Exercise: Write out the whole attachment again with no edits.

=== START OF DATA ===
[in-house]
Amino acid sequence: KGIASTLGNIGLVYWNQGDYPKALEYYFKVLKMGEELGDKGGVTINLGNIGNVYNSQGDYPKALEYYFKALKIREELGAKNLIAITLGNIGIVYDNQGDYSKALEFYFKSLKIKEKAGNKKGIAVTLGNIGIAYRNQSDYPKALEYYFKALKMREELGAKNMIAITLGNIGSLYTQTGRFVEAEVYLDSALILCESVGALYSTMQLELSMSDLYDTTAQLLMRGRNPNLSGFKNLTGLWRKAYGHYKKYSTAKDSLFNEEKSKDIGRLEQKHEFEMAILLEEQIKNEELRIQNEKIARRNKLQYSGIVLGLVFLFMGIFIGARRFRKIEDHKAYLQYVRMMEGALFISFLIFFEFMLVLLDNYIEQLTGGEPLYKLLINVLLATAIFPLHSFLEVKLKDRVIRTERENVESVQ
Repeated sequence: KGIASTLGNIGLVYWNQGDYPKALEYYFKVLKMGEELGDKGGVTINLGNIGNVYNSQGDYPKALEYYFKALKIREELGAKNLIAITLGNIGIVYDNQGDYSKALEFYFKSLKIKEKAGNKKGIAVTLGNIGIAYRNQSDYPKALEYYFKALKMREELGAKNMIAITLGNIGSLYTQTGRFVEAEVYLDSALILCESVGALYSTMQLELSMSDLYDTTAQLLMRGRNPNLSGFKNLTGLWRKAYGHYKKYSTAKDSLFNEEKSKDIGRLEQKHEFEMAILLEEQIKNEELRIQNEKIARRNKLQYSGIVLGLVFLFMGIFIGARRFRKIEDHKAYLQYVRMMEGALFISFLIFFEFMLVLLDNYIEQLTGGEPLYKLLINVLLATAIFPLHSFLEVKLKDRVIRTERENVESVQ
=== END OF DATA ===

[in-house]
Amino acid sequence: KGIASTLGNIGLVYWNQGDYPKALEYYFKVLKMGEELGDKGGVTINLGNIGNVYNSQGDYPKALEYYFKALKIREELGAKNLIAITLGNIGIVYDNQGDYSKALEFYFKSLKIKEKAGNKKGIAVTLGNIGIAYRNQSDYPKALEYYFKALKMREELGAKNMIAITLGNIGSLYTQTGRFVEAEVYLDSALILCESVGALYSTMQLELSMSDLYDTTAQLLMRGRNPNLSGFKNLTGLWRKAYGHYKKYSTAKDSLFNEEKSKDIGRLEQKHEFEMAILLEEQIKNEELRIQNEKIARRNKLQYSGIVLGLVFLFMGIFIGARRFRKIEDHKAYLQYVRMMEGALFISFLIFFEFMLVLLDNYIEQLTGGEPLYKLLINVLLATAIFPLHSFLEVKLKDRVIRTERENVESVQ
Repeated sequence: KGIASTLGNIGLVYWNQGDYPKALEYYFKVLKMGEELGDKGGVTINLGNIGNVYNSQGDYPKALEYYFKALKIREELGAKNLIAITLGNIGIVYDNQGDYSKALEFYFKSLKIKEKAGNKKGIAVTLGNIGIAYRNQSDYPKALEYYFKALKMREELGAKNMIAITLGNIGSLYTQTGRFVEAEVYLDSALILCESVGALYSTMQLELSMSDLYDTTAQLLMRGRNPNLSGFKNLTGLWRKAYGHYKKYSTAKDSLFNEEKSKDIGRLEQKHEFEMAILLEEQIKNEELRIQNEKIARRNKLQYSGIVLGLVFLFMGIFIGARRFRKIEDHKAYLQYVRMMEGALFISFLIFFEFMLVLLDNYIEQLTGGEPLYKLLINVLLATAIFPLHSFLEVKLKDRVIRTERENVESVQ